On 18 September Curl was involved as England returned to winning ways by hammering Wales 5–0 in Warminster, all the goals coming in the second half.

She collected a fourth cap in the 1–0 win over Italy at Plough Lane, Wimbledon on 15 November 1977. Lowestoft Ladies starlet Curl started the match in a midfield role wearing number 6. Sheila Parker, wearing number 10, struck the winner.

On 28 October 1978, Curl added to Elaine “Baddy” Badrock’s double as England beat Belgium 3–0. Played at Southampton FC’s The Dell, it was England’s first match at a top level ground.

Lowestoft Ladies, the team from the easternmost town in the UK, reached the 1979 Women’s FA Cup final. But Curl’s team were edged out 1–0 by Southampton, the dominant team of the era, at Jubilee Park, Waterlooville.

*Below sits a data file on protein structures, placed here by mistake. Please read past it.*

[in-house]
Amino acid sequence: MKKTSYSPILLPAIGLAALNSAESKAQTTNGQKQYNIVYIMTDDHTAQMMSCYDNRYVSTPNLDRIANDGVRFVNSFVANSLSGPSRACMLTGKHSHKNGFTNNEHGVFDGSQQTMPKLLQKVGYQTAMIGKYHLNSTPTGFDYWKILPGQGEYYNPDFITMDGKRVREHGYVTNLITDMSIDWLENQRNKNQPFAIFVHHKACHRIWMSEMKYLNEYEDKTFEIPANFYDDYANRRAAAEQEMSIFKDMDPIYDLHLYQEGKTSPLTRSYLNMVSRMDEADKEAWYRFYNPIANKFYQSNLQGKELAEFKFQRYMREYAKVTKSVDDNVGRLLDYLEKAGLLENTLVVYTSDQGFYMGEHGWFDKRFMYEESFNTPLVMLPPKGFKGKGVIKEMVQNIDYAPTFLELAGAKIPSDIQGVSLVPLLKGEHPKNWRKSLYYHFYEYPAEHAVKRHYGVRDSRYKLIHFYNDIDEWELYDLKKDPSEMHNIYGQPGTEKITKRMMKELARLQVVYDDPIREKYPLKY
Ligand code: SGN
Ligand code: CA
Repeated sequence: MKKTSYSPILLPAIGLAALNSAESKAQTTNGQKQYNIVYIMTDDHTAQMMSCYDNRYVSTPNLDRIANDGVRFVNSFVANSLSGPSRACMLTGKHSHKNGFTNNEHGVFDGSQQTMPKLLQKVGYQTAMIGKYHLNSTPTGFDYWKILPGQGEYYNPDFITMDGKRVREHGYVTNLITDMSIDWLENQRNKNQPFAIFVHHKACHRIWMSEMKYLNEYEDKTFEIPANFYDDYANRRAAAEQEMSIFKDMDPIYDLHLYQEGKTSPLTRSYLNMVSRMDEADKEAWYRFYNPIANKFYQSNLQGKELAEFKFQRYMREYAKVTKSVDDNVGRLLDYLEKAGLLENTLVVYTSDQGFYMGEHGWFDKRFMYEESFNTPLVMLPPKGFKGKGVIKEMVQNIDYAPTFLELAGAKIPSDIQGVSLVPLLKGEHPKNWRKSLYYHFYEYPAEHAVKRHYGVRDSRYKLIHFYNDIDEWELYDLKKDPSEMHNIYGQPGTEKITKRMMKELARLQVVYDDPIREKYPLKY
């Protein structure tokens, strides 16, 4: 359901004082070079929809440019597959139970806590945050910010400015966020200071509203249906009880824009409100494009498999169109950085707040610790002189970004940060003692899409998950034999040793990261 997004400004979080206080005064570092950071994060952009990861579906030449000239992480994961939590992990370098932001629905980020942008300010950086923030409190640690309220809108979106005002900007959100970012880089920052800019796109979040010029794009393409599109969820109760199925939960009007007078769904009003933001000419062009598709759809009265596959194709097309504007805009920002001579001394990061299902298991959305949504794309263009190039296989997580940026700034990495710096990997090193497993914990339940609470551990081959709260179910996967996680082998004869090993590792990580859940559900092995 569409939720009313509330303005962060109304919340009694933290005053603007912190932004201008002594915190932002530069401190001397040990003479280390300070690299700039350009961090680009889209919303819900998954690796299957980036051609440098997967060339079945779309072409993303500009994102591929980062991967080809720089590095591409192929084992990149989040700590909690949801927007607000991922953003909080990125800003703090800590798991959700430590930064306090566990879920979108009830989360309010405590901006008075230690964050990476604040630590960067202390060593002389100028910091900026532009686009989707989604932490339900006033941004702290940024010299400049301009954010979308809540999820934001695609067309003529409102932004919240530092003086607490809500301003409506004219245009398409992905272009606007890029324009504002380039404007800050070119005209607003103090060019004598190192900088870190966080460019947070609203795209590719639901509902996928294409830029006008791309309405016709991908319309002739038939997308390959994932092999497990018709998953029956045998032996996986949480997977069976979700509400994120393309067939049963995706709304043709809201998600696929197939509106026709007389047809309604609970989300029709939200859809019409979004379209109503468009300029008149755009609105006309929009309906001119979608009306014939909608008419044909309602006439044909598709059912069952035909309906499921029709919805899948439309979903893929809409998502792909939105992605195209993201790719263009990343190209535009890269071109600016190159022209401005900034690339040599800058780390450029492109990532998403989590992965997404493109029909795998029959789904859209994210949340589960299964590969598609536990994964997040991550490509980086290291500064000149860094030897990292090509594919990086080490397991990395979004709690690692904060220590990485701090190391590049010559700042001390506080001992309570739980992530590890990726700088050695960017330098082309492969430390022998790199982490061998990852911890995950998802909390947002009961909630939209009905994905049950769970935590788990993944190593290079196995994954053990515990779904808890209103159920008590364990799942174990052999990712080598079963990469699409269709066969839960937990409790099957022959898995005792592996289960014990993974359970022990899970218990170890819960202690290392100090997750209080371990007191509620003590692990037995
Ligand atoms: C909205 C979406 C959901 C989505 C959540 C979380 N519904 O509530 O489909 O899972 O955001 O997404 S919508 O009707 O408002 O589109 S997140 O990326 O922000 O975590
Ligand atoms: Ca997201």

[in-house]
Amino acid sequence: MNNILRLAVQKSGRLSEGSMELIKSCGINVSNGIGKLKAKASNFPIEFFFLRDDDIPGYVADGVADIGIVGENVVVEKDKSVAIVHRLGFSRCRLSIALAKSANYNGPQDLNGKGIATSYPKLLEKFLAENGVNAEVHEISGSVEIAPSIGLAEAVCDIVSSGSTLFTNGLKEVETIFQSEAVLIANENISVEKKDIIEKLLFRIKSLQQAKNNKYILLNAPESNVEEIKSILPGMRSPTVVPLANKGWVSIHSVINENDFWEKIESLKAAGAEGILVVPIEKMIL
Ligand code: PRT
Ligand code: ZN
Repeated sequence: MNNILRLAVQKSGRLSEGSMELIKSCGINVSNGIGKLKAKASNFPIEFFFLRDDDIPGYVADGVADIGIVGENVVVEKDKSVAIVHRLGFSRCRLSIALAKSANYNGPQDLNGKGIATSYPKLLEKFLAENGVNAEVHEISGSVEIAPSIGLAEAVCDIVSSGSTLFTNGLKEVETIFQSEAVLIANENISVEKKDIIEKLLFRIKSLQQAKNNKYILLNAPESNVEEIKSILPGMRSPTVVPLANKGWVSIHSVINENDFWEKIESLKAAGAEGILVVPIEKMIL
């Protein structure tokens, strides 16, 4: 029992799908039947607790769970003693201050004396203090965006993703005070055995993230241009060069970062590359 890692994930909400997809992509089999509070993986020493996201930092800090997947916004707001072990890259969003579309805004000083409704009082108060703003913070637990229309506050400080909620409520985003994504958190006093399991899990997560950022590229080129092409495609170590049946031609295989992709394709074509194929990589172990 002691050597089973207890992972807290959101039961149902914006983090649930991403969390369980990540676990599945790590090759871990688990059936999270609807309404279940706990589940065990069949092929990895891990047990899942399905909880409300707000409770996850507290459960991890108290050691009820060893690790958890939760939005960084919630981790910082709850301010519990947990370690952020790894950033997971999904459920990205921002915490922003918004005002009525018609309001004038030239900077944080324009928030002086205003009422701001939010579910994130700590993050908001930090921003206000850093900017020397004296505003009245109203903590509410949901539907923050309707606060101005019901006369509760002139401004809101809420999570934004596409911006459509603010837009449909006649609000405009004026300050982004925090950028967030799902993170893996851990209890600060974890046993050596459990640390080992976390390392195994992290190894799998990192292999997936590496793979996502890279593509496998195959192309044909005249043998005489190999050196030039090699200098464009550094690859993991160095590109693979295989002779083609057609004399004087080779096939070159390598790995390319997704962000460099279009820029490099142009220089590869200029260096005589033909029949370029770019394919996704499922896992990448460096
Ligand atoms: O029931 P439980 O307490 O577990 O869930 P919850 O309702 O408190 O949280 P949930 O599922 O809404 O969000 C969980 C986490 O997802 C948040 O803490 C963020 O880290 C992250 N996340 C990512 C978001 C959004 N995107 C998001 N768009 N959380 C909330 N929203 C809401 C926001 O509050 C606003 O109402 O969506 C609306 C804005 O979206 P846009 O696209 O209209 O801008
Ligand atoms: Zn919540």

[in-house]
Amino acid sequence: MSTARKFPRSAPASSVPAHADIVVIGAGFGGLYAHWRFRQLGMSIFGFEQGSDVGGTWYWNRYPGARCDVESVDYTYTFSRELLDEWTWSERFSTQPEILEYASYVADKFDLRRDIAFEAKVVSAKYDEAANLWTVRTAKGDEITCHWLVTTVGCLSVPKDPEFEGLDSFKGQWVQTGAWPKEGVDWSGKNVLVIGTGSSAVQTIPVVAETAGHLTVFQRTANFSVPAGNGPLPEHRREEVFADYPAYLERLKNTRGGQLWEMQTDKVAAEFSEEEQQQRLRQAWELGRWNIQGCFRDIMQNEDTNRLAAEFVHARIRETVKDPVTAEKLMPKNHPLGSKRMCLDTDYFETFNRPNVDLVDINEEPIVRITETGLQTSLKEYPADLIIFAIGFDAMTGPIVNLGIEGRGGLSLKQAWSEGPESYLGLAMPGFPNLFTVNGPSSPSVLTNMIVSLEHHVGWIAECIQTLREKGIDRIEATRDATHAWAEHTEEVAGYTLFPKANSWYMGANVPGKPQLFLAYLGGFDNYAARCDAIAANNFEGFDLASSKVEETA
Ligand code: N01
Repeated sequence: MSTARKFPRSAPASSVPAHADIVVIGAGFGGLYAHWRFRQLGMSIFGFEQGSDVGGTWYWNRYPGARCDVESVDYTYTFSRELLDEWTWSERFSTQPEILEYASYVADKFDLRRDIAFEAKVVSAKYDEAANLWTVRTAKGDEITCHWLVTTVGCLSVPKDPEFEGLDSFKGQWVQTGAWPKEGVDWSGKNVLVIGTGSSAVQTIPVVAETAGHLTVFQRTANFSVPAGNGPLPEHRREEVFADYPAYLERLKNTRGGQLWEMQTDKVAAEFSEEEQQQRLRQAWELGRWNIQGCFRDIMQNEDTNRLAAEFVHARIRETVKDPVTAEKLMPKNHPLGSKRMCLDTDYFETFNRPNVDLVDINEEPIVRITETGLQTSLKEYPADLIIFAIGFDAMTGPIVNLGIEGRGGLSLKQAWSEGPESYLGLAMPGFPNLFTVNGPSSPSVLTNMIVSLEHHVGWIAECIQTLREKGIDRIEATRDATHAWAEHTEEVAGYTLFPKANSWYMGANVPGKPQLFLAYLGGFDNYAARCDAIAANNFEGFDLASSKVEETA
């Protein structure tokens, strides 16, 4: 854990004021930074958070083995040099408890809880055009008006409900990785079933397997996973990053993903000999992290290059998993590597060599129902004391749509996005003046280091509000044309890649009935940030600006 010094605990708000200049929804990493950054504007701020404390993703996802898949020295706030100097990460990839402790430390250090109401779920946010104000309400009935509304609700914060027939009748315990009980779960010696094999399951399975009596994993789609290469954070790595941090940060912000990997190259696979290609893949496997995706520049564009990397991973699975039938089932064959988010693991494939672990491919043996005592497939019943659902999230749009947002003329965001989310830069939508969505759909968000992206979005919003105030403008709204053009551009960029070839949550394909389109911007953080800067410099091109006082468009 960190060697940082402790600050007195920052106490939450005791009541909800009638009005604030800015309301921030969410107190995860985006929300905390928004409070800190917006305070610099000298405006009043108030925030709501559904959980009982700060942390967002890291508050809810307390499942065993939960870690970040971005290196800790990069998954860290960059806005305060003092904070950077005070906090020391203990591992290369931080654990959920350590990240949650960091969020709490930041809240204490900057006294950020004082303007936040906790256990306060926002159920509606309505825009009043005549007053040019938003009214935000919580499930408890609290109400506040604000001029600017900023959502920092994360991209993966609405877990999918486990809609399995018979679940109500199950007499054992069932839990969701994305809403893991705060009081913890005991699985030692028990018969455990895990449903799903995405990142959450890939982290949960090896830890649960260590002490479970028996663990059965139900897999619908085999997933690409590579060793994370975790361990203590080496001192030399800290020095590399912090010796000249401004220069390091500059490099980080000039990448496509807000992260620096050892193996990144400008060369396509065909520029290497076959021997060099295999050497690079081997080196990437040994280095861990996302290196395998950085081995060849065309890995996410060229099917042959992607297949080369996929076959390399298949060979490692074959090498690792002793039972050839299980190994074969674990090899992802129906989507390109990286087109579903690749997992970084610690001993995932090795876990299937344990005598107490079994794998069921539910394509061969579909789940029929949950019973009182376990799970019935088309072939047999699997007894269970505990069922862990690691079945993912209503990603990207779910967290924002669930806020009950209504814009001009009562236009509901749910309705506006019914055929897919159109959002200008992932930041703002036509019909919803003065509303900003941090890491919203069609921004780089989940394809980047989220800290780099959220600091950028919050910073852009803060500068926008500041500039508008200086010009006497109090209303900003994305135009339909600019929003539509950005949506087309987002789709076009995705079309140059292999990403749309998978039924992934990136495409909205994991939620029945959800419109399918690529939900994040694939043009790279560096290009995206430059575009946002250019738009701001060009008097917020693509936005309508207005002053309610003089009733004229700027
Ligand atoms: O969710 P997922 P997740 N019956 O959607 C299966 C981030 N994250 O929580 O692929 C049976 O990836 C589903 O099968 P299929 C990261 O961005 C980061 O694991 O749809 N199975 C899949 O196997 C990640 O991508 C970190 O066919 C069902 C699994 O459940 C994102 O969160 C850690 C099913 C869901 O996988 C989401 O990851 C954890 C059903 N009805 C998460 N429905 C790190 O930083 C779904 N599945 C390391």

England went to an unofficial European Championship in July 1979 and dispatched Finland and Switzerland in Sorrento during group play. That gave them a crack at hosts Italy in the semi-final staged at the San Paulo, Naples. Curl equalised Betty Vignotto’s first half opener, but England wilted in the heat and lost 3–1.

In September 1981 Curl was part of the England party who toured Japan for the Portopia ’81 tournament. She finished 1981–82 with a WFA Cup winners’ medal, Curl and Angie Poppy scoring in Lowestoft’s 2–0 final win over Cleveland Spartans at Loftus Road. It was the first time the final was held on a Football League ground.

Lowestoft disbanded in the aftermath of that success and Curl joined up with Norwich Ladies, “The Fledgelings” who had been formed by Maureen Reynolds in April 1982.

In 1983 Curl ran in 22 goals in Norwich’s farcical 40–0 Chiltern League demolition of Milton Keynes Reserves. Representing a record of sorts,2 it made English women’s football look stupid, exposing a serious dearth of structure and quality outside the top teams. Boffins Williams and Woodhouse (1991) branded it “damaging and embarrassing” and asked “who could take women’s football seriously?”